There’s a lot of talk about robots and automation taking over industries and putting people out of work. And that distinct possibility isn’t lost on folks working in the oil fields of West Texas, where technology advances are the key to maximizing efficiency and weathering the storm when oil prices inevitably fall.
In a mobile trailer next to a 100-foot oil rig in the heart of the Permian Basin oil patch, between Midland and Odessa, Texas, Pablo Talamantez pointed to a bright, blinking computer screen on his desk.
"It gives you everything you need to know," Talamantez explained.
His computer gives him real-time updates on the rig’s penetration rate, pump speed and fluid rate. It took Talamantez’s boss, Tommy Taylor, some time to trust the new technology. He was used to a regular schedule of paper printouts, analog data that he and his crew could check and pass around. The new system has sensors connected to the oil rig and everyone can see it on their screens.
Taylor said — pointing to Talamantez's computer — that engineers can now pull up information on their phones or laptops. “You can pull this up wherever you’re at.”
Drilling oil wells today still involves dirt and sweat, installing rigs in muddy fields. But there are also more jobs at desks, checking systems remotely by computer. That’s good because it’s hard enough to attract workers, and Midland’s labor market is tight. Technology makes the jobs an easier sell.
“We will have to have these kind of things to get the workers to come out," Taylor said, referring to the new tech systems. "You want to work on a rig that, you know, you don't get your hands dirty and you run a lever? Or you want to get out here and use the tongs? Some of the guys, they don't want to do that.”
Eric van Oort, a professor at the University of Texas at Austin’s petroleum engineering department, is at the forefront of the changing technology in the oil field. His classroom includes a room that feels something like an Imax theater. Three large chairs with joysticks face a huge video screen displaying the virtual oil rig. Students can simulate everything about drilling an actual oil well. Van Oort said the skills he’s teaching his students are applicable beyond the oil patch.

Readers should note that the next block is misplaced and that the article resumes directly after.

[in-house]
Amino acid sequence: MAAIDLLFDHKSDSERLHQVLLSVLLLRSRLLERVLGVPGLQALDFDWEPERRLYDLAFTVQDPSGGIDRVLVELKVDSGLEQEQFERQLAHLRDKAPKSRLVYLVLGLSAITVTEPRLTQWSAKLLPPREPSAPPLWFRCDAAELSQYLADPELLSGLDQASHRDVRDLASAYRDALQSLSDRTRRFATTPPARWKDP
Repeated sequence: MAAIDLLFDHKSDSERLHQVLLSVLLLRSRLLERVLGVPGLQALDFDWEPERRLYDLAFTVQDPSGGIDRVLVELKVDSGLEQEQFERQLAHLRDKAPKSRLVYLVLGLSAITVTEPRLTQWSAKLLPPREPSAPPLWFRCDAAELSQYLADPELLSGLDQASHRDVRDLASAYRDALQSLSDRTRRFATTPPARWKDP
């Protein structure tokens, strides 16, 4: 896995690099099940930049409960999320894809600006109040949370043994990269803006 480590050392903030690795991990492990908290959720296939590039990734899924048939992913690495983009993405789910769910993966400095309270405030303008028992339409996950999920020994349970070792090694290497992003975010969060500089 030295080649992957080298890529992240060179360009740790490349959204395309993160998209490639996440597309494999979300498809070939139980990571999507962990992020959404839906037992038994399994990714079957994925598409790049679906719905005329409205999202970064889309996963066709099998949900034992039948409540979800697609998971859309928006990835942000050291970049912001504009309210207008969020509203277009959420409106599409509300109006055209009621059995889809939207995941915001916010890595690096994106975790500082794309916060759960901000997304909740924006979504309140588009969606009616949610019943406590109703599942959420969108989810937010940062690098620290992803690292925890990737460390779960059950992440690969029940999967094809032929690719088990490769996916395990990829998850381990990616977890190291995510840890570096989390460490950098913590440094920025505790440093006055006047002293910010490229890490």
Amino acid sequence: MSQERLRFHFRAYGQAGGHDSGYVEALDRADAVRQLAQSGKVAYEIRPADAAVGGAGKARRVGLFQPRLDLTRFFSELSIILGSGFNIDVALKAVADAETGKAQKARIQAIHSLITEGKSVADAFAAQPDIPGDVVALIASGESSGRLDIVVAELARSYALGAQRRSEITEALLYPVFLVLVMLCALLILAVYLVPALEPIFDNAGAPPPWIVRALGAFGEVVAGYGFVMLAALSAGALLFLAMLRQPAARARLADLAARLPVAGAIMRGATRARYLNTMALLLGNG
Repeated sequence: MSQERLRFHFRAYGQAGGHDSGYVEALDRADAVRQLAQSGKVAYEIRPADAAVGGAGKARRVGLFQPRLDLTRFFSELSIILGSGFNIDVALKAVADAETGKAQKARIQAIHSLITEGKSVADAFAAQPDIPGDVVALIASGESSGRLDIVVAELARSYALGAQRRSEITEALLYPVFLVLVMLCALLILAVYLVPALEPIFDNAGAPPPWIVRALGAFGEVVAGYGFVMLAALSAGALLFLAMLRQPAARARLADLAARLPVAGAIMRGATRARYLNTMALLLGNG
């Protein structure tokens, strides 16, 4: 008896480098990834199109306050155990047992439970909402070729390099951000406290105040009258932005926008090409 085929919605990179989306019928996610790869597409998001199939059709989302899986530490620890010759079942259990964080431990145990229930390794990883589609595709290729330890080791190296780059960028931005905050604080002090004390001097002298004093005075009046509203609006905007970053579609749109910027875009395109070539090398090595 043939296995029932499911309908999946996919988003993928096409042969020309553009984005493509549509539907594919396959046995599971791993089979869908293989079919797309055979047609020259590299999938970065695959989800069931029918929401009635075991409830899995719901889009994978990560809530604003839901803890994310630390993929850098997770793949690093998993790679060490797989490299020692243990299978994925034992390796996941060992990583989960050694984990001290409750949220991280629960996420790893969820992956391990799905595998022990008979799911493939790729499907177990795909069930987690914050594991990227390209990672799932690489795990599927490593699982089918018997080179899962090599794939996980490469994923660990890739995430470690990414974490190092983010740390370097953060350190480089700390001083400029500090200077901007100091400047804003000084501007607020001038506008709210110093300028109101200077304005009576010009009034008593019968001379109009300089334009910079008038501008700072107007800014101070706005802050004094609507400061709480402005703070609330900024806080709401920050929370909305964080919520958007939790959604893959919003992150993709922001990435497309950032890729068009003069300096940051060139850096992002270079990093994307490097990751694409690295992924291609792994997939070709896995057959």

“We still teach kind of the traditional petroleum engineering curriculum but we augment that now with data management, data analytics, machine learning, artificial intelligence,” van Oort explained.
For the industry, that multidisciplinary skill set could end up being a problem.
“One of my better students, for instance, working data analytics, who would be a tremendous resource to the oil and gas industry, is now being headhunted by Tesla," van Oort said.
The fear that robots and automation will take over from humans in the oil industry might be well founded. The Labor Department says some 50,000 fewer people now work in oil and gas extraction than at the height of the last boom three years ago.
“The role of humans will change," van Oort said. "You'll see more humans focusing on maintenance of the equipment or the logistics associated with it. And then a lot of it, indeed, in analyzing the data.”
Van Oort says he’s incorporating data engineering into his curriculum. And his students leave school knowing much more than just how to drill an oil well.
In the near future, instead of simply calling them roughnecks in the oil patch, he said, more oil and gas jobs will carry titles like data analyst and systems manager.
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